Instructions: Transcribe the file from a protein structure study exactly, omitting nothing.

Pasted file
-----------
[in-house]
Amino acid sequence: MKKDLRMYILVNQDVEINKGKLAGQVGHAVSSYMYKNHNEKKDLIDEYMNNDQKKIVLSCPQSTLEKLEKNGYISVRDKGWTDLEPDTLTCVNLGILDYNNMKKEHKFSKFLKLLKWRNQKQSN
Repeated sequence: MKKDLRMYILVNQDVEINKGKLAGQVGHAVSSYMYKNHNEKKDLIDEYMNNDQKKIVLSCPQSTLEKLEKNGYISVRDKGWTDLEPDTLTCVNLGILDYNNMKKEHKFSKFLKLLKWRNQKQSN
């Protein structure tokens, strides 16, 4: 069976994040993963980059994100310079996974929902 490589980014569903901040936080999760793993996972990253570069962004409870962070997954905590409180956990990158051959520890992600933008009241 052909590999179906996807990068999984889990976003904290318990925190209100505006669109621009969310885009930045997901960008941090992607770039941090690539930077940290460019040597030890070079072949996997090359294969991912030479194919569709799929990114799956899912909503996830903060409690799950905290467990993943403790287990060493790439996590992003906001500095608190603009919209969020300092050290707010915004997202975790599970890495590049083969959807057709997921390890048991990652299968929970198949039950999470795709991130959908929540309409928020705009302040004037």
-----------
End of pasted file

[in-house]
Amino acid sequence: MKKDLRMYILVNQDVEINKGKLAGQVGHAVSSYMYKNHNEKKDLIDEYMNNDQKKIVLSCPQSTLEKLEKNGYISVRDKGWTDLEPDTLTCVNLGILDYNNMKKEHKFSKFLKLLKWRNQKQSN
Repeated sequence: MKKDLRMYILVNQDVEINKGKLAGQVGHAVSSYMYKNHNEKKDLIDEYMNNDQKKIVLSCPQSTLEKLEKNGYISVRDKGWTDLEPDTLTCVNLGILDYNNMKKEHKFSKFLKLLKWRNQKQSN
């Protein structure tokens, strides 16, 4: 069976994040993963980059994100310079996974929902 490589980014569903901040936080999760793993996972990253570069962004409870962070997954905590409180956990990158051959520890992600933008009241 052909590999179906996807990068999984889990976003904290318990925190209100505006669109621009969310885009930045997901960008941090992607770039941090690539930077940290460019040597030890070079072949996997090359294969991912030479194919569709799929990114799956899912909503996830903060409690799950905290467990993943403790287990060493790439996590992003906001500095608190603009919209969020300092050290707010915004997202975790599970890495590049083969959807057709997921390890048991990652299968929970198949039950999470795709991130959908929540309409928020705009302040004037």